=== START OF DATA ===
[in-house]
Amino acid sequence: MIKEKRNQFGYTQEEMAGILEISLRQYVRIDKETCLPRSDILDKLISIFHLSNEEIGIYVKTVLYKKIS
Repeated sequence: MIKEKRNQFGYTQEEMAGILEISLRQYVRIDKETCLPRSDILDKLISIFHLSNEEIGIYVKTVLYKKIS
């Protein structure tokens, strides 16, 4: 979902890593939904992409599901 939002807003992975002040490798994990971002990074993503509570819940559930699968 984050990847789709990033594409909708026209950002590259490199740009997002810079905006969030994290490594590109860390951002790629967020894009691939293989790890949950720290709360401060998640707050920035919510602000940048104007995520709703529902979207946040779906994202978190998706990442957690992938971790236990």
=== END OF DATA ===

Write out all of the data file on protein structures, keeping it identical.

[in-house]
Amino acid sequence: MIKEKRNQFGYTQEEMAGILEISLRQYVRIDKETCLPRSDILDKLISIFHLSNEEIGIYVKTVLYKKIS
Repeated sequence: MIKEKRNQFGYTQEEMAGILEISLRQYVRIDKETCLPRSDILDKLISIFHLSNEEIGIYVKTVLYKKIS
């Protein structure tokens, strides 16, 4: 979902890593939904992409599901 939002807003992975002040490798994990971002990074993503509570819940559930699968 984050990847789709990033594409909708026209950002590259490199740009997002810079905006969030994290490594590109860390951002790629967020894009691939293989790890949950720290709360401060998640707050920035919510602000940048104007995520709703529902979207946040779906994202978190998706990442957690992938971790236990």